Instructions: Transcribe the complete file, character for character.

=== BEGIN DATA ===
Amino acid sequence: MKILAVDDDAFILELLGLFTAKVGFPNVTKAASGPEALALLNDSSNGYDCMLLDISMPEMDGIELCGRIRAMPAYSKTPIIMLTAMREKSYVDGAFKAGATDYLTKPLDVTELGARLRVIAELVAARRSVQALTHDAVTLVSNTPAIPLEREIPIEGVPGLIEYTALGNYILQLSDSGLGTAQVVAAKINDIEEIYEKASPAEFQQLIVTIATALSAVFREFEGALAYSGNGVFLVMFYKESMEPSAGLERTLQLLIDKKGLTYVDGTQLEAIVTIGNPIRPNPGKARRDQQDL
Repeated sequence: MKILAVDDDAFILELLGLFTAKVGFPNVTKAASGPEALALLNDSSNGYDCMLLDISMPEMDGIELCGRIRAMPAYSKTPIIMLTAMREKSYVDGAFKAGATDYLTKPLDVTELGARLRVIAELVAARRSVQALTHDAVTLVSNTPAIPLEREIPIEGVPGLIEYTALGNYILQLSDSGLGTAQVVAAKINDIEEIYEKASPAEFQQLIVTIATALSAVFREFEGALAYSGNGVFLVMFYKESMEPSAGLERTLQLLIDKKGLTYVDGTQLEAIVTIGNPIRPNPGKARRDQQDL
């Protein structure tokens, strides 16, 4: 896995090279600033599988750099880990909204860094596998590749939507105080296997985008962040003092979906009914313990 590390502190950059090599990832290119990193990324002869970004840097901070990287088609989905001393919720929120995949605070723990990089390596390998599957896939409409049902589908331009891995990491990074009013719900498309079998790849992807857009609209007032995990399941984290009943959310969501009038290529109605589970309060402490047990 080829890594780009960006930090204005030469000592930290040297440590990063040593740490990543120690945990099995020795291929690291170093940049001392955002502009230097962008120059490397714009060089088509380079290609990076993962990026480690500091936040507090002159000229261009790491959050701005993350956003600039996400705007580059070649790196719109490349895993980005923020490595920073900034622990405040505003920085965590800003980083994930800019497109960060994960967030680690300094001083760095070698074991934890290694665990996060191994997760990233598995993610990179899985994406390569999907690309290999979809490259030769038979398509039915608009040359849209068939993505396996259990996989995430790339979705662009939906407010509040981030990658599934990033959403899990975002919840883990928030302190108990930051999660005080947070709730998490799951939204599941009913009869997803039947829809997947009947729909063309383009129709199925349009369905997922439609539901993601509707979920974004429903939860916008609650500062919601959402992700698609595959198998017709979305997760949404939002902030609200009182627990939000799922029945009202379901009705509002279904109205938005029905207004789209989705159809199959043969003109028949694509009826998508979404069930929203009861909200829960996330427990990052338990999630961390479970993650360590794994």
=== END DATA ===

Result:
Amino acid sequence: MKILAVDDDAFILELLGLFTAKVGFPNVTKAASGPEALALLNDSSNGYDCMLLDISMPEMDGIELCGRIRAMPAYSKTPIIMLTAMREKSYVDGAFKAGATDYLTKPLDVTELGARLRVIAELVAARRSVQALTHDAVTLVSNTPAIPLEREIPIEGVPGLIEYTALGNYILQLSDSGLGTAQVVAAKINDIEEIYEKASPAEFQQLIVTIATALSAVFREFEGALAYSGNGVFLVMFYKESMEPSAGLERTLQLLIDKKGLTYVDGTQLEAIVTIGNPIRPNPGKARRDQQDL
Repeated sequence: MKILAVDDDAFILELLGLFTAKVGFPNVTKAASGPEALALLNDSSNGYDCMLLDISMPEMDGIELCGRIRAMPAYSKTPIIMLTAMREKSYVDGAFKAGATDYLTKPLDVTELGARLRVIAELVAARRSVQALTHDAVTLVSNTPAIPLEREIPIEGVPGLIEYTALGNYILQLSDSGLGTAQVVAAKINDIEEIYEKASPAEFQQLIVTIATALSAVFREFEGALAYSGNGVFLVMFYKESMEPSAGLERTLQLLIDKKGLTYVDGTQLEAIVTIGNPIRPNPGKARRDQQDL
């Protein structure tokens, strides 16, 4: 896995090279600033599988750099880990909204860094596998590749939507105080296997985008962040003092979906009914313990 590390502190950059090599990832290119990193990324002869970004840097901070990287088609989905001393919720929120995949605070723990990089390596390998599957896939409409049902589908331009891995990491990074009013719900498309079998790849992807857009609209007032995990399941984290009943959310969501009038290529109605589970309060402490047990 080829890594780009960006930090204005030469000592930290040297440590990063040593740490990543120690945990099995020795291929690291170093940049001392955002502009230097962008120059490397714009060089088509380079290609990076993962990026480690500091936040507090002159000229261009790491959050701005993350956003600039996400705007580059070649790196719109490349895993980005923020490595920073900034622990405040505003920085965590800003980083994930800019497109960060994960967030680690300094001083760095070698074991934890290694665990996060191994997760990233598995993610990179899985994406390569999907690309290999979809490259030769038979398509039915608009040359849209068939993505396996259990996989995430790339979705662009939906407010509040981030990658599934990033959403899990975002919840883990928030302190108990930051999660005080947070709730998490799951939204599941009913009869997803039947829809997947009947729909063309383009129709199925349009369905997922439609539901993601509707979920974004429903939860916008609650500062919601959402992700698609595959198998017709979305997760949404939002902030609200009182627990939000799922029945009202379901009705509002279904109205938005029905207004789209989705159809199959043969003109028949694509009826998508979404069930929203009861909200829960996330427990990052338990999630961390479970993650360590794994």